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Crossing the LINE to the Digital Era: Chinese Popular Religion in Transition

This talk discusses a new direction in the ongoing development of Chinese religion and media. It takes an urban shrine as an example to explore how a web-based messaging software, LINE, characterized by the qualities of placelessness, instantaneity, and individuality, has allowed a spirit medium to transcend place and time, providing immediate support and companionship to his followers who may be scattered all over Taiwan. The deity, through its online presence, has become more approachable, considerate, and caring. “God is everywhere” and is readily accessible now. Thus, a novel kind of closeness and intimacy has emerged by which people perceive and experience this new power of deities in the digital age. Furthermore, the digitalization of religion has brought about a profound change in the religious world, including in rituals, religious organization, and material practices in web-based religion. In particular, the younger generation, agile in the use of new technology, exerts much greater influence on religion in the internet era.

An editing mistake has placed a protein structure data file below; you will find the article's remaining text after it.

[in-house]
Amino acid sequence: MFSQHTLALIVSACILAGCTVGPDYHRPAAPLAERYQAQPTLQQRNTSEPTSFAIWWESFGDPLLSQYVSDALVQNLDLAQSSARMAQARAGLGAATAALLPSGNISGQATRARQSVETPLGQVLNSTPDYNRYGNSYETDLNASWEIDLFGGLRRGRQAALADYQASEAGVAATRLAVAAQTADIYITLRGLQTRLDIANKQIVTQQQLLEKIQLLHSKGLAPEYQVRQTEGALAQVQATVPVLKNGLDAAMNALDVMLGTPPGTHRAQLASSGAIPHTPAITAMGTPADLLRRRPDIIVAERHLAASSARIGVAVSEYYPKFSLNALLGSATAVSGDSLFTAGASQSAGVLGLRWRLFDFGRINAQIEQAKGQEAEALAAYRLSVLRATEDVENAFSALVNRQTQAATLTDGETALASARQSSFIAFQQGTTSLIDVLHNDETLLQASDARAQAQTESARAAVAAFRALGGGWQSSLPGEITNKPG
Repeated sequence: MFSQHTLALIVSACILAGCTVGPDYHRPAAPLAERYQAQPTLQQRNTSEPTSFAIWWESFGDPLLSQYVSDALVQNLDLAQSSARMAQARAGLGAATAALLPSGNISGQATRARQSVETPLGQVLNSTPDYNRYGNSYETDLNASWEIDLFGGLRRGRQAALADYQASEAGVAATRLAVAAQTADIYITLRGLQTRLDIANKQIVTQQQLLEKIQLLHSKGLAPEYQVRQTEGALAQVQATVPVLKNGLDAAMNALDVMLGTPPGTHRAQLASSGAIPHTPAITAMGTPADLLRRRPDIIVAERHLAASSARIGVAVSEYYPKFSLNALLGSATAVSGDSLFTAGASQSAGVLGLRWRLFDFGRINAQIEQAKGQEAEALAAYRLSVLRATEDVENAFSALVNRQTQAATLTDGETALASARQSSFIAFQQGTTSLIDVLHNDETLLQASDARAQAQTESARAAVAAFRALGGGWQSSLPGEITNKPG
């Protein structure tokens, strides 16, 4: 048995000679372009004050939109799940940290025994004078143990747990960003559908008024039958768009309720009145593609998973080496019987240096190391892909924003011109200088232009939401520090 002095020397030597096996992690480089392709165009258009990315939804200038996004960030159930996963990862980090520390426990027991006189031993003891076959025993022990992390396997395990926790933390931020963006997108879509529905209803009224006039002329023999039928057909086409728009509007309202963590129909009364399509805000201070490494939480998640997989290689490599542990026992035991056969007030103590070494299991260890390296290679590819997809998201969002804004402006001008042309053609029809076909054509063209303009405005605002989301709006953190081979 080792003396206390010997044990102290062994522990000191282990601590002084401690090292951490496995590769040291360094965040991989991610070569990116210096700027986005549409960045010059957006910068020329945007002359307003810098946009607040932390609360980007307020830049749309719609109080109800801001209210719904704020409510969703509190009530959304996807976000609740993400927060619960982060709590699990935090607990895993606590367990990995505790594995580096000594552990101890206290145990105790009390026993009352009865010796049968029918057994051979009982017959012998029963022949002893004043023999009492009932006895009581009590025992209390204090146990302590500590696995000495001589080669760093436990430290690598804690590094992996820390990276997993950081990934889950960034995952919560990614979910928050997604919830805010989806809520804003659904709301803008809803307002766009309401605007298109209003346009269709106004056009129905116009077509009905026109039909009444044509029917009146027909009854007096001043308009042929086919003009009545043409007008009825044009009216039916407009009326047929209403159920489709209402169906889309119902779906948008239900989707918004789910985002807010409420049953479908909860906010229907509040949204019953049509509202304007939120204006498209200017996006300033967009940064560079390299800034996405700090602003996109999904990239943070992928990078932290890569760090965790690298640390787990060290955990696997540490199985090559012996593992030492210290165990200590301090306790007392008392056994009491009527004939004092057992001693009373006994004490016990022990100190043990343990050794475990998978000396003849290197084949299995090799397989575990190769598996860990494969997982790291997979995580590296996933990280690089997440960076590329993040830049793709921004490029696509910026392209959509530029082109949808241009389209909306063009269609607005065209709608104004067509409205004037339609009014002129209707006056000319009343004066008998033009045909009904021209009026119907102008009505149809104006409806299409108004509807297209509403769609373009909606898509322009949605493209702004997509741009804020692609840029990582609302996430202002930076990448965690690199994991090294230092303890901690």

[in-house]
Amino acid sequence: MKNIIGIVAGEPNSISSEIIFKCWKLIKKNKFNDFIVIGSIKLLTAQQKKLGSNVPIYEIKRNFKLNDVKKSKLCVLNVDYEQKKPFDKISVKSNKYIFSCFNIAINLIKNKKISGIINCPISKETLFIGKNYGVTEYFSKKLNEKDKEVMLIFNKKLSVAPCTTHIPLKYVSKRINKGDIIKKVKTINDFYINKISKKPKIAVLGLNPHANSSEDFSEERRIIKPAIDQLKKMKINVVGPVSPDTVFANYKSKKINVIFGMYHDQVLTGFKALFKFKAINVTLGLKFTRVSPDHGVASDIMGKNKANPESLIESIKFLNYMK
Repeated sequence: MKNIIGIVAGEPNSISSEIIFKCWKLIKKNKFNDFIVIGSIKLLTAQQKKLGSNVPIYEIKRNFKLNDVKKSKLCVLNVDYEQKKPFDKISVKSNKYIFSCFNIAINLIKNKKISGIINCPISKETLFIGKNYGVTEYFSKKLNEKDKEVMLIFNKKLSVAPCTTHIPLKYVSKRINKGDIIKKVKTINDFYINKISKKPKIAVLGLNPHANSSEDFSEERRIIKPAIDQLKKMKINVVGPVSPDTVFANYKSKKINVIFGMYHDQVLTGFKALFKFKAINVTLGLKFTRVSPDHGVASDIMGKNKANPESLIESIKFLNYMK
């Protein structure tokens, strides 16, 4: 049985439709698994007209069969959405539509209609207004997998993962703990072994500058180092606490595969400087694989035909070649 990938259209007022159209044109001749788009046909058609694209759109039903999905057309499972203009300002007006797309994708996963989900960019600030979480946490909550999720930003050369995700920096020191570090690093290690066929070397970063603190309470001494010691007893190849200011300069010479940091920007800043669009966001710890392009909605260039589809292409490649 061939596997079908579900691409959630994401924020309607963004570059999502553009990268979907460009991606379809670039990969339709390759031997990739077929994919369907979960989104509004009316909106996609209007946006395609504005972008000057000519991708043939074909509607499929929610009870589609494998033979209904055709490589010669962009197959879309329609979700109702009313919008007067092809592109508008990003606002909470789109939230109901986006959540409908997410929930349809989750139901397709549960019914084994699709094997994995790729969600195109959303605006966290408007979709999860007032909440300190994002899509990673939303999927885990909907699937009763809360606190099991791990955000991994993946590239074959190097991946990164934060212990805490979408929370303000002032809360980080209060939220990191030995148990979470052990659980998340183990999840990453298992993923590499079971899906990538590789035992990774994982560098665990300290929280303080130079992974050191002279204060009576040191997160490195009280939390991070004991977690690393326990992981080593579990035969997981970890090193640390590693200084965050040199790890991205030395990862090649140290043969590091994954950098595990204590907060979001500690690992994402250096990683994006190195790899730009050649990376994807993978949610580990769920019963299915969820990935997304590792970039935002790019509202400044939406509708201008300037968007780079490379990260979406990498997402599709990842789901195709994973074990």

▌ About the Lecturer

Lin Wei-Ping

Lin Wei-Ping received her Ph.D. in Anthropology from Cambridge University. She is a Professor at National Taiwan University. She was affiliated with the Harvard-Yenching Institute in 2005-6 and 2017-8, and with the Fairbank Center for Chinese Studies at Harvard University in 2012-3. Her interests include Chinese religion (including topics related to material culture, spirit mediums, and urban religious transformation), kinship, and digital technologies. She is the author of Materializing Magic Power: Chinese Popular Religion in Villages and Cities (Harvard University Asia Center, 2015), and the editor of Mediating Religion: Music, Image, Object and New Media (Taiwan University Press, 2018; in Chinese).


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